So, this isn’t a sleep tip specifically, but it’s good to put it into practice as it can have big results. Though I’m suggesting that you should do less, please don’t throw your to-do list out the window! Doing less doesn’t mean that you should ignore your responsibilities. It simply means that you should focus on one thing at a time, instead of trying to wrap your mind around several tasks and projects simultaneously. This can be tricky at first, but after a bit of practice, you’ll begin to notice that you can get more done and, perhaps more importantly, you’ll have a greater chance of getting things done more completely (and with less stress, too).

Getting enough rest should be at the top of your list if you want to improve your ability to be productive. If after trying some of today’s suggestions you find that there has been no improvement to the quality of your sleep, consider talking with your doctor to see if there are other things that could be having an impact (like certain medications) on your performance.

The multitasking sleeper chair

The latest DWR catalog arrived in the mail yesterday, and the Soto sleeper chair instantly caught my attention:

After looking at the picture, I spotted the chair’s $3,300 price tag and quickly closed the catalog. No offense to the designers or the wonderful folks at DWR (it really is an attractive piece of furniture), but $3,300 is way above my price range.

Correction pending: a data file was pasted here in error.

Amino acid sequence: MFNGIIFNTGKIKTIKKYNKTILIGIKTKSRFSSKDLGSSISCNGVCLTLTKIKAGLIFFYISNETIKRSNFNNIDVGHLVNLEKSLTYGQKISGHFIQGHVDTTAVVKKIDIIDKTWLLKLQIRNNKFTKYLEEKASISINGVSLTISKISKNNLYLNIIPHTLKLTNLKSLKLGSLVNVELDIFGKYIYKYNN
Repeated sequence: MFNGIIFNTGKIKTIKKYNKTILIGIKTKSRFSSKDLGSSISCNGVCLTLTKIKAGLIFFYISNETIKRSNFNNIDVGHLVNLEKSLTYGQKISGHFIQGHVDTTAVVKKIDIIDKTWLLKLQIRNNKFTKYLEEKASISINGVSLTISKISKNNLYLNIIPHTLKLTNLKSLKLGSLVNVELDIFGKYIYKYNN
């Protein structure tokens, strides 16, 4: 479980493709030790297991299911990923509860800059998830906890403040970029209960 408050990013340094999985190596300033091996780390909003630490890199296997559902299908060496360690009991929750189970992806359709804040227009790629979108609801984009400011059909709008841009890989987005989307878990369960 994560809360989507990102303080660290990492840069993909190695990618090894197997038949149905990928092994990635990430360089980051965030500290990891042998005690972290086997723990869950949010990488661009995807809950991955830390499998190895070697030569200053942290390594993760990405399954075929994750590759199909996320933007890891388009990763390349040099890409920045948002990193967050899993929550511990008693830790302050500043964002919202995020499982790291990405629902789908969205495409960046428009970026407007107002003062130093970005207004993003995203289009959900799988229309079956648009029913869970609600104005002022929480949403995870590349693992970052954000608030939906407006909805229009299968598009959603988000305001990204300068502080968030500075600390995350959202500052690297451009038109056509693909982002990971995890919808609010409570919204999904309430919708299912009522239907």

Sleeper chairs are fantastic additions in small spaces because they work double duty as seating and guest accommodations. One of these multitaskers in a living room or office is perfect when you don’t have a guest room or space for a larger sofa sleeper. My husband and I have been considering getting one for my son’s bedroom so that when his cousins or friends spend the night they won’t have to sleep on the floor, and he’ll have a comfortable space to sit and read the rest of the time.

A little more in line with our price range are:

For $130, Target has a single sleeper:

For $20 more ($150), Target has a sleeper lounge chair:

JCPenny has the Sleepy sleeper chair for $500 that is available in nine different upholstery options:

If a modern style is your preference, Amazon has a love seat option for $378:

And, for $1,000, is the sleek Vincent twin sleeper from CB2:

You don’t have to spend $3,300 or add a spare room onto your home to increase the number of sleeping accommodations you have to offer guests — a sleeper chair might be all you need for your small space.

A good night’s sleep improves productivity